The Torah portion of Terumah includes the G-d’s instructions to Moshe as to how the Jewish people are to build the Mishkan (temporary traveling sanctuary in the desert, also called the Tabernacle). The order of the various holy artifacts of the Mishkan is significant.
The Torah begins with the holiest object, the Holy Ark (and its cover the Kaporet) which contained the Tablets of the Law.
The Ark was housed in the Holy of Holies. The next two sacred objects listed are the ones housed in the section called the Kodesh – just outside the Holy of Holies. These were the Menorah and the Golden Table.
The commandment to build the walls of the Mishkan and to make the tapestries which served as the roof was next, and lastly, the area of least holiness, the curtains surrounding the courtyard.
When the Mishkan was built, the order was reversed, i.e., Betzalel and the other artisans made the walls and tapestries before the holy artifacts so that they would be able to house the artifacts as soon as they were fashioned. But when G-d gave the initial command, the holy artifacts were listed first since through them the Shechina (Divine Presence) would rest among the Jewish people. This was the entire purpose of the building of the Mishkan: so the Shechina could rest upon the people.
Lessons from the Holy Ark
Here are some lessons that the commentaries draw from the holy ark (the Aron):
The command for the building of the Aron was given in the plural (“Ve’asu”
) even though it was built by one man, Betzalel, to teach us that everyone was supposed to participate in the building of the Aron, either by contributing financially and donating some gold or acacia wood, by aiding Betzalel in some way (e.g., by carrying his tools),
or by participating in their thoughts. (Perhaps this means that each Jew was supposed to wish that he could actually build the Aron, but knowing that this was impossible, he would appoint Betzalel as his agent.
) This participation would impress upon the people as to the extreme holiness of the Aron. When they realize that this holiness is due to the fact that it contains the Torah (i.e., the Luchot, the tablets with the Ten Commandments), they would strive to acquire some of this holiness by toiling in Torah study.
It is possible that simply participating in building the Aron even without any specific realization was a segulah (spiritually propitious act) for being able to acquire Torah.
The Kli Yakar points out that the Aron was the only one of the holy utensils whose measurements all included half amot (cubits). (The Aron was two and a half amot long, one and half amot wide and an amah and a half tall.) This teaches us that, regarding spiritual matters, one must never be satisfied with one’s present level but must always strive to reach a higher level. (A half indicates that one is incomplete.) This is why a truly wise man learns something from every person
since he recognizes that there is always someone from which he can learn. As the verse says, “And wisdom shall be found from nothingness.”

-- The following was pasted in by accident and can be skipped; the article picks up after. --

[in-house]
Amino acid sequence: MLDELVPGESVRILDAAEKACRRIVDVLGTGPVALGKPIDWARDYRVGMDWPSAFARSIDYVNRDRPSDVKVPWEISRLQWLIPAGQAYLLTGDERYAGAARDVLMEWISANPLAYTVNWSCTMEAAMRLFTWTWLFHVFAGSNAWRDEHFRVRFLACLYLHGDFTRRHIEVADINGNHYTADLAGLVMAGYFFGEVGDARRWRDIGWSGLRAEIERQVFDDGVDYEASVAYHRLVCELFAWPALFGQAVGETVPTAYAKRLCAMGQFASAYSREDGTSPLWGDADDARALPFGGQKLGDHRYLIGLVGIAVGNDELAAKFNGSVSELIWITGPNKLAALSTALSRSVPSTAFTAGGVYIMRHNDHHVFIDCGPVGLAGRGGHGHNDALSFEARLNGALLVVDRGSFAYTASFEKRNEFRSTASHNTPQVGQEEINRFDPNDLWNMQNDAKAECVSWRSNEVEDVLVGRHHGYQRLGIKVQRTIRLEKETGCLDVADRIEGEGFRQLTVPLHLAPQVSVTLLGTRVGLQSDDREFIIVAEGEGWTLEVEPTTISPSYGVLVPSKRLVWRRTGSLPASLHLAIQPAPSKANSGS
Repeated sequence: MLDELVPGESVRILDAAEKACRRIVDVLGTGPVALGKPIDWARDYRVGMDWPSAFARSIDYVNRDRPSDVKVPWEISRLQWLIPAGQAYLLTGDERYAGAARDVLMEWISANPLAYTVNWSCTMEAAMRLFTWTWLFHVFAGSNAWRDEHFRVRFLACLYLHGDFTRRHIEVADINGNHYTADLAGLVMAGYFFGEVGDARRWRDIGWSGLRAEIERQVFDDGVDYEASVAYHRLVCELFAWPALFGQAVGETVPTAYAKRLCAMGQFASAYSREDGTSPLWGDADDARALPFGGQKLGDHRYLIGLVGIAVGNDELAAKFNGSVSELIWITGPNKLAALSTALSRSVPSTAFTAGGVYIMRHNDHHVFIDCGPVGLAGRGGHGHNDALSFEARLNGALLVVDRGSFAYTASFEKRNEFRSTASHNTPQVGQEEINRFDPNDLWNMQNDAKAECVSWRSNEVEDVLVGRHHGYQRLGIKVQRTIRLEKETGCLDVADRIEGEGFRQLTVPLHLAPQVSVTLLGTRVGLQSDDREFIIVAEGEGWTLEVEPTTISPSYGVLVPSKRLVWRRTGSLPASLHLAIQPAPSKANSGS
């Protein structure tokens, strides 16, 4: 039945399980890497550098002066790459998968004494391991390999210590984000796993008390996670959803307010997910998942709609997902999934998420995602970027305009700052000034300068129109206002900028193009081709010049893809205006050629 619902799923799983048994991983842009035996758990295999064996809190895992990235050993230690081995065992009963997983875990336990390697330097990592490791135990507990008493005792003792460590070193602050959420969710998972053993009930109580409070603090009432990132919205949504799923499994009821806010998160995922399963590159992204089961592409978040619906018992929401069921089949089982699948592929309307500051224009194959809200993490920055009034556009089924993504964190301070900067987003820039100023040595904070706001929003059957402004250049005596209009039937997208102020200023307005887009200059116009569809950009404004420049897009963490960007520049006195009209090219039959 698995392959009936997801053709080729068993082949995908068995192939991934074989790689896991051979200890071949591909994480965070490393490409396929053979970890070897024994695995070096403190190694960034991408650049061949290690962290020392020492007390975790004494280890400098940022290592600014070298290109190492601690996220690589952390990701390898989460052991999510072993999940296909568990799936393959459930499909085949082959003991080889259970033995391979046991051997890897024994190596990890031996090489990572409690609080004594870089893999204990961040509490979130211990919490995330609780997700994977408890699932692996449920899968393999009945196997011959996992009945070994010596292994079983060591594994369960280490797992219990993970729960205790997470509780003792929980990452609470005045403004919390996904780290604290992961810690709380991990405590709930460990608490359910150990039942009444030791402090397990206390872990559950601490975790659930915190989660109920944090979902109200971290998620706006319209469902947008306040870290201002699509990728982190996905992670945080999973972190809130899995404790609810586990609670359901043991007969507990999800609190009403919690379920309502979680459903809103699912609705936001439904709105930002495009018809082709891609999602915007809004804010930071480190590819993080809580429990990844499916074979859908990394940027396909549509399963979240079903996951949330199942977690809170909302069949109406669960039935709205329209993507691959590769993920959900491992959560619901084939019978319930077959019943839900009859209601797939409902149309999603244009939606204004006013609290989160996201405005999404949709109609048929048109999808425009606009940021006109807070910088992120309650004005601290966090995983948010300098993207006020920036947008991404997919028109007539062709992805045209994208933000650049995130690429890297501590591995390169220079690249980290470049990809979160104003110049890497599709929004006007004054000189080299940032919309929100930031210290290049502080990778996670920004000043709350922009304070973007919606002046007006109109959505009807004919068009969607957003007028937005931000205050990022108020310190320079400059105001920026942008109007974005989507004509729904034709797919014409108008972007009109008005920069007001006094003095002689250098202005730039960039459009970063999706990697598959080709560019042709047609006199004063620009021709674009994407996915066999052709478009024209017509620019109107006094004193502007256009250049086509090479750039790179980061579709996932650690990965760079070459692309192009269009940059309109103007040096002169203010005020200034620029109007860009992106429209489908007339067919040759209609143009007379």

This means that one can only achieve wisdom if he truly believes that he knows (nearly) nothing.
There are three main reasons why one truly knows nothing in terms of understanding G-d and the Torah. These are 1) our inadequate minds 2) the depth of the subject matter 3) the sheer quantity of the material. The three dimensions of the Aron represent these three things. The height represents the depth of the subject matter. The length represents the tremendous quantity of the material. And the width (which is narrower than the length) represents the fact that our understanding is deficient.
The Aron was a wooden box that was plated with gold on both the inside and the outside. In fact, it is described as being comprised of three boxes, an inner and outer box of gold and a central box of wood.
All of the gold in the Aron (and indeed, in the entire Mishkan) was pure gold. Nevertheless, the Torah mentions the purity of the gold more explicitly regarding the gold on the inside of the Aron. As the verse says “And you shall overlay it with pure gold; from inside and from outside you shall overlay it.”
This teaches us many things:
- A greater emphasis must be placed on being pure internally – in one’s mind and heart and private actions, than on one’s external purity – the actions that one does in public. Since, when in public, people naturally put forth a greater effort in order to impress other people. But in private matters, there can sometimes be greater laxity.
- G-d considers the purity of one’s private affairs of greater significance since, one who achieves this is clearly doing it for G-d’s sake rather than in order to impress other people.
- The purity of one’s private affairs is an achievable goal since it is only G-d that can attest to this. Whereas regarding one’s public affairs it is difficult to be recognized as achieving purity. Since even the greatest tzadik (righteous man) often has detractors who will try to discredit him. Thus, we find, that the scoffers of the generation would say all of sorts of libelous claims against the greatest leader and prophet of all times – Moshe Rabeinu himself.
The Aron Kodesh in Shul
The place in which the Torah scroll (Sefer Torah) is kept in a synagogue is called an Aron Kodesh (a holy ark). This is mentioned in the Mishnah (Megillah, chapter 4, Mishnah 1).
The Rambam writes “In the synagogue, a heichal (aron kodesh), where the Torah scroll is placed, should be constructed. The heichal should be constructed in the direction to which the people pray in that city, so that they will face the heichal when they stand to pray.”
In the Wall
It was customary in some shuls to keep the Torah scrolls in a recessed area that was built into the wall for this purpose. The Rama writes that, in this case, that area does not have the holiness of an Aron Kodesh (see below) since its primary purpose was to keep the Sifrei Torah safe rather than to honor them.
If, within this recessed area, a box is built, or tapestries are spread out, these are considered to have the holiness of an Aron Kodesh.
Cannot be Downgraded